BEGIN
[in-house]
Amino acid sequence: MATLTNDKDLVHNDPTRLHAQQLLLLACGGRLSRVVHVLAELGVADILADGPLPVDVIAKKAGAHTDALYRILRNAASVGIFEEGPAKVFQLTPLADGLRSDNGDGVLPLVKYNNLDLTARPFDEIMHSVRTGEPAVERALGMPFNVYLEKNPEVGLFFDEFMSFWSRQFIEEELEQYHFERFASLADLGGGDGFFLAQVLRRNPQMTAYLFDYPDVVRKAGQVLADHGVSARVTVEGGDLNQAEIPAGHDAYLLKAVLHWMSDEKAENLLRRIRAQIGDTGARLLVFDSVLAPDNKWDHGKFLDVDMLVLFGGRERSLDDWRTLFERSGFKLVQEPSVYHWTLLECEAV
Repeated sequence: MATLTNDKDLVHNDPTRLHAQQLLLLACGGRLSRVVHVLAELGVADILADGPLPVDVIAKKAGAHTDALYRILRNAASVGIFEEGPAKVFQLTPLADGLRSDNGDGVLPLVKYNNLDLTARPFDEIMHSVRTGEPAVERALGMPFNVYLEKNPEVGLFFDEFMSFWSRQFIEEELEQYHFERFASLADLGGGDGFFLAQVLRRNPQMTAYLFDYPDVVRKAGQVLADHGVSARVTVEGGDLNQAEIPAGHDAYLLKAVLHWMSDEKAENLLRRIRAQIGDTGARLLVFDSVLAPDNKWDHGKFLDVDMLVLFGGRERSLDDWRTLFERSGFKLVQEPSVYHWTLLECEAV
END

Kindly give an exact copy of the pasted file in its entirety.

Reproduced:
[in-house]
Amino acid sequence: MATLTNDKDLVHNDPTRLHAQQLLLLACGGRLSRVVHVLAELGVADILADGPLPVDVIAKKAGAHTDALYRILRNAASVGIFEEGPAKVFQLTPLADGLRSDNGDGVLPLVKYNNLDLTARPFDEIMHSVRTGEPAVERALGMPFNVYLEKNPEVGLFFDEFMSFWSRQFIEEELEQYHFERFASLADLGGGDGFFLAQVLRRNPQMTAYLFDYPDVVRKAGQVLADHGVSARVTVEGGDLNQAEIPAGHDAYLLKAVLHWMSDEKAENLLRRIRAQIGDTGARLLVFDSVLAPDNKWDHGKFLDVDMLVLFGGRERSLDDWRTLFERSGFKLVQEPSVYHWTLLECEAV
Repeated sequence: MATLTNDKDLVHNDPTRLHAQQLLLLACGGRLSRVVHVLAELGVADILADGPLPVDVIAKKAGAHTDALYRILRNAASVGIFEEGPAKVFQLTPLADGLRSDNGDGVLPLVKYNNLDLTARPFDEIMHSVRTGEPAVERALGMPFNVYLEKNPEVGLFFDEFMSFWSRQFIEEELEQYHFERFASLADLGGGDGFFLAQVLRRNPQMTAYLFDYPDVVRKAGQVLADHGVSARVTVEGGDLNQAEIPAGHDAYLLKAVLHWMSDEKAENLLRRIRAQIGDTGARLLVFDSVLAPDNKWDHGKFLDVDMLVLFGGRERSLDDWRTLFERSGFKLVQEPSVYHWTLLECEAV